Eggs are formed from progenitor germ cells that exit the mitotic cycle, thereby ending their ability to proliferate through cell division, and subsequently enter meiosis, a process unique to the formation of eggs and sperm which removes one half of the genetic material from each type of cell prior to fertilization.

While traditional thinking has held that female mammals are born with all of the eggs they will ever have, newer research has demonstrated that adult mouse and human ovaries contain a rare population of progenitor germ cells called oogonial stem cells capable of dividing and generating new oocytes. Using a powerful new genetic tool that traces the number of divisions a cell has undergone with age (its ‘depth’) Shapiro and colleagues counted the number of times progenitor germ cells divided before becoming oocytes; their study was published in PLoS Genetics in February this year.

If traditional thinking held true, all divisions would have occurred prior to birth, and thus all oocytes would exhibit the same depth regardless of age. However, the opposite was found — eggs showed a progressive increase in depth as the female mice grew older.

In their assessment of the work by Shapiro and colleagues — published recently in a PLoS Genetics Perspective article — reproductive biologists Dori Woods, Evelyn Telfer and Jonathan Tilly conclude that the most plausible explanation for these findings is that progenitor germ cells in ovaries continue to divide throughout reproductive life, resulting in production of new oocytes with greater depth as animals age.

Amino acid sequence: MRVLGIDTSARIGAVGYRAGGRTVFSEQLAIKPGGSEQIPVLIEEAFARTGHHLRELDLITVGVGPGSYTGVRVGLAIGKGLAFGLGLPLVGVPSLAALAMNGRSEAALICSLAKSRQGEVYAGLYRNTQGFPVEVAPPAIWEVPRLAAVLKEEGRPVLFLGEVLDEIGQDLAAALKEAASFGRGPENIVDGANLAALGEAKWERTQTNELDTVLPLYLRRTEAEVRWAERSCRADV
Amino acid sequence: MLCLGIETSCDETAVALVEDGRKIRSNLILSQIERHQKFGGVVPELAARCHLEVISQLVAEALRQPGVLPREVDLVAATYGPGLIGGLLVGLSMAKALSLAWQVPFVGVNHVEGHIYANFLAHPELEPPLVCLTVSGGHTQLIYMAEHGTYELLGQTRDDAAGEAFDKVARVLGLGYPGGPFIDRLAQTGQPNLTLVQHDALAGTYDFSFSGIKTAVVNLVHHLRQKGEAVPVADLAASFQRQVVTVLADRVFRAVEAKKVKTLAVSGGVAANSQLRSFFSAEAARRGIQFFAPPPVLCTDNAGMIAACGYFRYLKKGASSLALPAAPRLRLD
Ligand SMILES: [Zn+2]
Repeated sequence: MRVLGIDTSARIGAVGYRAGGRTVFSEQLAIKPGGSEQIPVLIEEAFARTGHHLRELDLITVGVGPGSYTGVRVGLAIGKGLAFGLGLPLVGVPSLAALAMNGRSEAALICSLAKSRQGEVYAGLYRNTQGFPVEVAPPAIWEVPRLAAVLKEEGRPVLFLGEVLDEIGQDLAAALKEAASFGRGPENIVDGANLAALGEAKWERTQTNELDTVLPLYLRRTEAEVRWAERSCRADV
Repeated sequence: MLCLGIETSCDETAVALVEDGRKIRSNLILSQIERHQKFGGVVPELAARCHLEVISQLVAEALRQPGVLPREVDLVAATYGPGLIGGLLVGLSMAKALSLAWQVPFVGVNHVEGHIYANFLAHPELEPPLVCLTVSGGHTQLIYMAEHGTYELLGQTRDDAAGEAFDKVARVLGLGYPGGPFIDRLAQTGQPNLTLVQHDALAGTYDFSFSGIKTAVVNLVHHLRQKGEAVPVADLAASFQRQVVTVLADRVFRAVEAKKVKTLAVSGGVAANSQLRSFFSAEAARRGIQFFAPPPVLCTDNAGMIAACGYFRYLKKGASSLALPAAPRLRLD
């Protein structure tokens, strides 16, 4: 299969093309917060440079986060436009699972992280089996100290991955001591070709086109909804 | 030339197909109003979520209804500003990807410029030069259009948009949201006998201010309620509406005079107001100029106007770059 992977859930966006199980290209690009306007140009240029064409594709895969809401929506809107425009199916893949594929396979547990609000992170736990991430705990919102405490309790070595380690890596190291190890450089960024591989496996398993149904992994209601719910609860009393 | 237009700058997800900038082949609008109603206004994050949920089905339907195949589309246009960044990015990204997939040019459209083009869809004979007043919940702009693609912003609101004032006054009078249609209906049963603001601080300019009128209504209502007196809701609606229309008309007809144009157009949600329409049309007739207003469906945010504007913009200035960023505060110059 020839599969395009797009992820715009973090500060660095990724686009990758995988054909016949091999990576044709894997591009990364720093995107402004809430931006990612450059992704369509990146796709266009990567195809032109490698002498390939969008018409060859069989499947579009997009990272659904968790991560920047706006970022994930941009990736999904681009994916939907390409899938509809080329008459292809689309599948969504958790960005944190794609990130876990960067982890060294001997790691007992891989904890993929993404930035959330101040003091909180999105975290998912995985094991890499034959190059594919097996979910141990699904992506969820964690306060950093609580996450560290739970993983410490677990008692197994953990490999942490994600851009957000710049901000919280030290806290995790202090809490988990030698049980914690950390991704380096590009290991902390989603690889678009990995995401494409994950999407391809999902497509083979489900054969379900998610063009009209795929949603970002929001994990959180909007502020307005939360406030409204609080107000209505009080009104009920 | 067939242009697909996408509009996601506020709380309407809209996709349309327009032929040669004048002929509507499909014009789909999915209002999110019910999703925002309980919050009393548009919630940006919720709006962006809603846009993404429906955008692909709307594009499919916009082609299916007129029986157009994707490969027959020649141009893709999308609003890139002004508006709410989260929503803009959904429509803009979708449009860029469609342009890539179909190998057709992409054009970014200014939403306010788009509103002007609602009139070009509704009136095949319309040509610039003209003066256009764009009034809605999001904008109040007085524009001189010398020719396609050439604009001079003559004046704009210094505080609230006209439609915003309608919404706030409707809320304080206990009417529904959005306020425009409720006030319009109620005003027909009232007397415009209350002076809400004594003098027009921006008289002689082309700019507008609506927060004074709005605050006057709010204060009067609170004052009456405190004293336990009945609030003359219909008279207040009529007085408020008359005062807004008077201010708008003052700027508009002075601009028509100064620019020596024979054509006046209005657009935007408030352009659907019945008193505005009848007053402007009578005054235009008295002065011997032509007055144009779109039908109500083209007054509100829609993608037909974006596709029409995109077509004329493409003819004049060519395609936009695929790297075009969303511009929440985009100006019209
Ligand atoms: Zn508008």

Although these investigations were performed in mice, there is emerging evidence that oogonial stem cells are also present in the ovaries of reproductive-age women, and these cells possess the capacity, like their mouse counterparts, to generate new oocytes under certain experimental conditions. While more work is needed to settle the debate over the significance of oocyte renewal in adult mammals, Woods and colleagues emphasize that “the recent work of Shapiro and colleagues is one of the first reports to offer experimental data consistent with a role for postnatal oocyte renewal in contributing to the reserve of ovarian follicles available for use in adult females as they age.”

 

Journal Reference:

  1. Woods DC, Telfer EE, Tilly JL. Oocyte Family Trees: Old Branches or New Stems? PLOS Genet, 2012 DOI: 10.1371/journal.pgen.1002848

Citation:

Public Library of Science (2012, July 26). Do ovaries continue to produce eggs during adulthood?. ScienceDaily. Retrieved July 28, 2012, from http://www.sciencedaily.com­ /releases/2012/07/120726180259.htm